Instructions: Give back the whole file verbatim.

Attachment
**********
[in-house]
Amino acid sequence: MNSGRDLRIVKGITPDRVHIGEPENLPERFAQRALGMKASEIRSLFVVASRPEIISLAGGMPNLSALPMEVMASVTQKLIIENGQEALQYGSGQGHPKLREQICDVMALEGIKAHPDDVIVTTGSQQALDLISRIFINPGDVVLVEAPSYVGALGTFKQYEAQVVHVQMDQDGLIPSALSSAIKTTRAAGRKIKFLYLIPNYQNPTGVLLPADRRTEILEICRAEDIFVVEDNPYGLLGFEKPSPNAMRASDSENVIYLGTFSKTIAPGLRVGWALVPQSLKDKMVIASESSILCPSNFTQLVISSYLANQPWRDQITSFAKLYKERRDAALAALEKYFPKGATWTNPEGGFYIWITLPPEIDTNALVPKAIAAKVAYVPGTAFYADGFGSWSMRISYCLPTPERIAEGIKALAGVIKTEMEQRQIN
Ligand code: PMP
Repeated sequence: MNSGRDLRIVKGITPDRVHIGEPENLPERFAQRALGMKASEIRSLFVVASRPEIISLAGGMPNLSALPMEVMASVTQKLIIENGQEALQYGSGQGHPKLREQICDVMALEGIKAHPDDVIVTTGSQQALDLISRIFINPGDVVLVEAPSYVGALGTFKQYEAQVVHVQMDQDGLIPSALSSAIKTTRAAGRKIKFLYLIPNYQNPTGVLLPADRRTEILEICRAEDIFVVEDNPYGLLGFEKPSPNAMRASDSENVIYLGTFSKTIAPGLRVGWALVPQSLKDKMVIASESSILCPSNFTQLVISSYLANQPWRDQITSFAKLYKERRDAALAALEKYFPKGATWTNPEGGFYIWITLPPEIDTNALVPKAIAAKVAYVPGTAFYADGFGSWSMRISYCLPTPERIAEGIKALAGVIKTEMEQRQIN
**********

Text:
[in-house]
Amino acid sequence: MNSGRDLRIVKGITPDRVHIGEPENLPERFAQRALGMKASEIRSLFVVASRPEIISLAGGMPNLSALPMEVMASVTQKLIIENGQEALQYGSGQGHPKLREQICDVMALEGIKAHPDDVIVTTGSQQALDLISRIFINPGDVVLVEAPSYVGALGTFKQYEAQVVHVQMDQDGLIPSALSSAIKTTRAAGRKIKFLYLIPNYQNPTGVLLPADRRTEILEICRAEDIFVVEDNPYGLLGFEKPSPNAMRASDSENVIYLGTFSKTIAPGLRVGWALVPQSLKDKMVIASESSILCPSNFTQLVISSYLANQPWRDQITSFAKLYKERRDAALAALEKYFPKGATWTNPEGGFYIWITLPPEIDTNALVPKAIAAKVAYVPGTAFYADGFGSWSMRISYCLPTPERIAEGIKALAGVIKTEMEQRQIN
Ligand code: PMP
Repeated sequence: MNSGRDLRIVKGITPDRVHIGEPENLPERFAQRALGMKASEIRSLFVVASRPEIISLAGGMPNLSALPMEVMASVTQKLIIENGQEALQYGSGQGHPKLREQICDVMALEGIKAHPDDVIVTTGSQQALDLISRIFINPGDVVLVEAPSYVGALGTFKQYEAQVVHVQMDQDGLIPSALSSAIKTTRAAGRKIKFLYLIPNYQNPTGVLLPADRRTEILEICRAEDIFVVEDNPYGLLGFEKPSPNAMRASDSENVIYLGTFSKTIAPGLRVGWALVPQSLKDKMVIASESSILCPSNFTQLVISSYLANQPWRDQITSFAKLYKERRDAALAALEKYFPKGATWTNPEGGFYIWITLPPEIDTNALVPKAIAAKVAYVPGTAFYADGFGSWSMRISYCLPTPERIAEGIKALAGVIKTEMEQRQIN